Reviews

Summer of the Seventeenth Doll

By Ray Lawler. Director: Neil Armfield. MTC presents the Belvoir production. Arts Centre Melbourne, Playhouse. Jan 12 – Feb 18, 2012. Queensland Theatre Company season follows at the Playhouse, QPAC, from Feb 22 to Mar 11, 2012.

The Doll is undeniably one of our best and most enduring plays. This Belvoir production sets a new standard against which future productions will be compared.

Director, Neil Armfield and his inspired cast explore its relevance to modern lifestyles. Starry-eyed Olive tells Pearl that she prefers her annual five months of love, joy and devotion, followed by seven months of warm memories and anticipation of the boys’ return, to the drab routine of modern marriage. A contentious attitude in the fifties; not so confronting these days.

‘Tis Pity She’s a Whore

By John Ford. Cheek by Jowl / Sydney Festival. Director: Declan Donnellan. Sydney Theatre. 17-21 January, 2012.

By inviting the great European company Cheek by Jowl to present their sensational version of this Jacobean blood-and-guts epic, the Sydney Festival has delivered a rich, fresh transfusion to local actors and directors. Let’s hope they catch one of the 5 performances.

Stage Fright!

By Richard Tulloch. Based on the best selling books of Paul Jennings. New Theatre, Sydney. Director: Ali Kennedy Scott. January 12 to 28, 2012.

It’s spooky, has cute girls and guys and lots of laughs. This production of Stage Fright! is nicely tuned for the 7 to 13 year old target market.

For the uninitiated, Paul Jennings’ books have lashings of teenage angst about that first kiss, haunted houses and the odd peculiar maths teacher.

This adaptation dips into a number of his novels, and although it does not quite make sense as a complete narrative it works well as a best of night.

Never Did Me Any Harm

Force Majeure / Sydney Theatre Company / Sydney Festival. Wharf 1. January 6 – February 12, 2012.

Never Did Me Any Harm, the collaborative work between the Sydney Theatre Company and Force Majeure for the Sydney Festival has all the right ingredients - a great cast, and fantastic director in Kate Champion and of course the production firepower of the STC behind it.

But this show - so full of promise, misses the mark and quickly descends into cliché and repetitive questions regarding that hot-button issue of “over parenting” and the “bubble generation“.

Love Never Dies

Music by Andrew Lloyd Webber, Glen Slater, Ben Elton, Frederick Forsyth and Charles Hart. The Really Useful Company Asia Pacific and arts Capital Trust. Capitol Theatre, Sydney. Opening Night. January 12, 2012

Love Never Dies is a sumptuously staged, beautifully sung romantic operetta.

Mother/SON

Written/performed by Jeffrey Solomon. Midsumma Festival. Theatre Works, St Kilda (Vic). Acland St, St Kilda. Jan 11 – 21, 2012

A son who has just come through a long struggle to accept his own homosexuality begins a new struggle to gain the acceptance of his disbelieving mum in this moving play by New York-based writer/performer Jeffrey Solomon.

Mother/SON is being presented as part of the Midsumma Festival at Theatre Works, which is an annual celebration of queer culture. It’s being packaged with two other plays under the banner, Men at Work, focused on three very different male performers.

I am Eora

Sydney Festival in association with the Baalnaves Foundation. Director: Wesley Enoch. Writer: Anita Heiss. Carriageworks, Everleigh (NSW). January 8 – 14, 2012.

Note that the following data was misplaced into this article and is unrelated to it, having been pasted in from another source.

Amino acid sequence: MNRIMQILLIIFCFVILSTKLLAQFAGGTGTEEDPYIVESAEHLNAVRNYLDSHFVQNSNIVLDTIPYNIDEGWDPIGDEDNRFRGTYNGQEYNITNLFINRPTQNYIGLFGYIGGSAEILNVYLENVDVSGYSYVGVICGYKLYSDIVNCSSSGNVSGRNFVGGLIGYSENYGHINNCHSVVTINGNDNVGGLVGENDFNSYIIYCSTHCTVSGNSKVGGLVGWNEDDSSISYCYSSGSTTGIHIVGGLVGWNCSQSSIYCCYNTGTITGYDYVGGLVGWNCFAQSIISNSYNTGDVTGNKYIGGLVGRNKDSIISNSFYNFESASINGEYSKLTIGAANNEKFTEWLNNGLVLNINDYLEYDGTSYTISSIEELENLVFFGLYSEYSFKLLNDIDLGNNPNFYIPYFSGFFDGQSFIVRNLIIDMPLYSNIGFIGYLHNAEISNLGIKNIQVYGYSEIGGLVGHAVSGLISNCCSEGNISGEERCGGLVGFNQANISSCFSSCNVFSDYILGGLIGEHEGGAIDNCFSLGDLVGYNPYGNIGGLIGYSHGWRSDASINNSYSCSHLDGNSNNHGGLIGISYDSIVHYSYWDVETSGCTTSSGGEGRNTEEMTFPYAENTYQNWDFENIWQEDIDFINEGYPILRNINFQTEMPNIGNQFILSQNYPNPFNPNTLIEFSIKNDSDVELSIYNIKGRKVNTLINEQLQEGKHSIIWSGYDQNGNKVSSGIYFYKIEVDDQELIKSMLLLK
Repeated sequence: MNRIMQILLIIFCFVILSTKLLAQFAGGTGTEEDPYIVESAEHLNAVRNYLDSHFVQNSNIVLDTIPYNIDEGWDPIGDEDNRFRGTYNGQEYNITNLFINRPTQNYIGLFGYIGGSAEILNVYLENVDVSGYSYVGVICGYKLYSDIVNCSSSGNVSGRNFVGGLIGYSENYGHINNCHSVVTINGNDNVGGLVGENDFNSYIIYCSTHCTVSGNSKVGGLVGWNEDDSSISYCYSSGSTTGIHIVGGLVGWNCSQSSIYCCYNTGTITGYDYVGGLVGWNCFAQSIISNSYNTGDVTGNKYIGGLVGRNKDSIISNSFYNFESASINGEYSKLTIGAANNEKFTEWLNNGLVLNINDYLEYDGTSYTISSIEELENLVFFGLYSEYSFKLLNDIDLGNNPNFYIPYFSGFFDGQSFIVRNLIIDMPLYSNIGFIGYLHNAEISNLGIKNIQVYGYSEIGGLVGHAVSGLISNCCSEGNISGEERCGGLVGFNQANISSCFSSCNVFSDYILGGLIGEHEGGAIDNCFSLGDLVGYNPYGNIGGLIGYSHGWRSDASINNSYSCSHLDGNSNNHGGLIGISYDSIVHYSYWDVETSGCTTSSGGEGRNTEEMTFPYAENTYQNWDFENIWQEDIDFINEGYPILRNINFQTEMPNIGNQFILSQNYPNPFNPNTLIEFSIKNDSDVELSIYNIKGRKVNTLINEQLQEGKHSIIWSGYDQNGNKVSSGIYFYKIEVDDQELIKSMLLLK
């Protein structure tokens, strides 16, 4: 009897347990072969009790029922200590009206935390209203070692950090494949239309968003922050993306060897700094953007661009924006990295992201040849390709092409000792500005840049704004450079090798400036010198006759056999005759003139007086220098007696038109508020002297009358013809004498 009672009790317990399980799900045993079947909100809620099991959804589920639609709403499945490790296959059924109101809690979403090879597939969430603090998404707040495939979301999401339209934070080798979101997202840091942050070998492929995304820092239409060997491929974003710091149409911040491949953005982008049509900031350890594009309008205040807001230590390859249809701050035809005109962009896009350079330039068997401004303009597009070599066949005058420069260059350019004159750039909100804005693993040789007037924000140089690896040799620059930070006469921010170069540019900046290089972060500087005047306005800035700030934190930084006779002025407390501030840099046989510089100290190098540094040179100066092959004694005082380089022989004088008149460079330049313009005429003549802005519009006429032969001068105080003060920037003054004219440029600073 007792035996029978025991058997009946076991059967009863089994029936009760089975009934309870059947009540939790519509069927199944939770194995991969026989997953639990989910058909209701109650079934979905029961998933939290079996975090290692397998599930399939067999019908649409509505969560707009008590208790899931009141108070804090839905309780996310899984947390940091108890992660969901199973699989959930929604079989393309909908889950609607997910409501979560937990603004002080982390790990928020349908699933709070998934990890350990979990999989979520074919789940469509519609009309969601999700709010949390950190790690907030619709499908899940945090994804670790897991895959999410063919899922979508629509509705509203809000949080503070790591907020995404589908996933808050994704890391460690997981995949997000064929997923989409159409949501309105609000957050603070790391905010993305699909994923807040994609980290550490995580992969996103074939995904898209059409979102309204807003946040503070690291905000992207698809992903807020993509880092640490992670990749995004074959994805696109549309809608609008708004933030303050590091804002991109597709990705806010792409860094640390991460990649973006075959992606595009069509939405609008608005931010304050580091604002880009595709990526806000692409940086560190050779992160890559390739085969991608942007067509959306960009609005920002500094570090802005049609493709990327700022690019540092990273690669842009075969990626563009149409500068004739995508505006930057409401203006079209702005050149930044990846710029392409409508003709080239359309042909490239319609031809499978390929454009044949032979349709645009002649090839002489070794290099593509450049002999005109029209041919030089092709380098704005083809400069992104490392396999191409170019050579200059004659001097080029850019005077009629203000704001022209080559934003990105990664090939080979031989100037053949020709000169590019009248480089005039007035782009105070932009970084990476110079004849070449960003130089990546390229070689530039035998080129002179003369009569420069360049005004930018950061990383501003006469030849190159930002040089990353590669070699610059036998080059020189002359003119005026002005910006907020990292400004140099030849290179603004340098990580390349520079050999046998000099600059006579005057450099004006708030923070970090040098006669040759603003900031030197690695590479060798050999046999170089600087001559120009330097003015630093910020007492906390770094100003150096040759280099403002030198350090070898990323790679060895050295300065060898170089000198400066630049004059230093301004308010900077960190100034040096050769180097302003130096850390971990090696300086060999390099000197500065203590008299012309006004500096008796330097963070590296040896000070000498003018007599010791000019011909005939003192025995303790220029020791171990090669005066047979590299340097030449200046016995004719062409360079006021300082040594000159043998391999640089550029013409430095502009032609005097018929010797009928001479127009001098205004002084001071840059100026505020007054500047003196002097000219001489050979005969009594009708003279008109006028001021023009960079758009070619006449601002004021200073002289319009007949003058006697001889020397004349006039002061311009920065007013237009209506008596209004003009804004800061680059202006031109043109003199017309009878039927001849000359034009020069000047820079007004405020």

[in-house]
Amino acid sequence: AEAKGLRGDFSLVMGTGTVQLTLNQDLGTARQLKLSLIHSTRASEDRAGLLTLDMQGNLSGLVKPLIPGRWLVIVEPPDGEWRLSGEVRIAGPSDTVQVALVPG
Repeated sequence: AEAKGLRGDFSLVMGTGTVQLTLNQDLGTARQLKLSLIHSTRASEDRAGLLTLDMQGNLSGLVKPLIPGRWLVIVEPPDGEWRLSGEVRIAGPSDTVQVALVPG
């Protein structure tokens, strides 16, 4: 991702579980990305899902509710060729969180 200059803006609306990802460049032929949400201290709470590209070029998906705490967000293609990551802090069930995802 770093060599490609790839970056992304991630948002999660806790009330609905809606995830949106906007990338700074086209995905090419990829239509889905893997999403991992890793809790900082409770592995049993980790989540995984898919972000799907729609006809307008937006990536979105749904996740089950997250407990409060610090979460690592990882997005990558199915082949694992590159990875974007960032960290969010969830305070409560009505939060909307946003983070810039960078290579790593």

I am Eora is a little bit (welcome to) country, a little bit rock and roll and a whole lot of other things in between.

The Boys

By Gordon Graham. Griffin Theatre Company / Sydney Festival. SBW Stables Theatre, Kings Cross (NSW). January 6 – March 3, 2012.

There was much anticipation in Sydney’s theatre-going community as the opening night of Griffin Theatre’s The Boys drew near and it didn’t disappoint.

Twenty years on from its debut on the same stage and Gordon Graham’s script is still fresh, relevant and terrifying. Originally based on the Anita Cobby murder, sadly it is not hard to imagine similar acts making current news headlines. This production is vivid, unrelenting and inescapable in its nature, but at the same time is compelling and completely consuming.

The Wind in the Willows

Adapted by Glen Elston from Kenneth Grahame’s classic. The Royal Botanic Gardens Sydney. Until January 28, 2011.

Pantomimes are rarely popular in Australia during the regular peak English season.  

While halls and theatres are packed in December and January in the old country, this tradition has lost its popularity during the warm summers of the southern hemisphere.

So putting on a show outdoors is the perfect solution, and no more sparkling a venue could be imagined than Sydney’s Royal Botanic Gardens.

The production of The Wind in the Willows has been running for 25 years and it is no surprise why.

Buried City

By Raimondo Cortese. A co-production with Urban Theatre Projects and Sydney Festival by Belvoir St Theatre. Upstairs Theatre, Belvoir. January 6 – February 5, 2012.

In keeping with its raw characters and themes, this is a raw production. It pulls no punches. It makes no excuses. So, if you don’t like straight talking with ubiquitous four letter words from characters who say it like it is, it may be possible that you won’t like Buried City. On the other hand, because the characters depict their own reality, in their own ‘speak’, the language they use shouldn’t really offend. They speak of their present, grubby as it is; they speak of their hopes, unachievable as they may seem; and it is all viscerally real.

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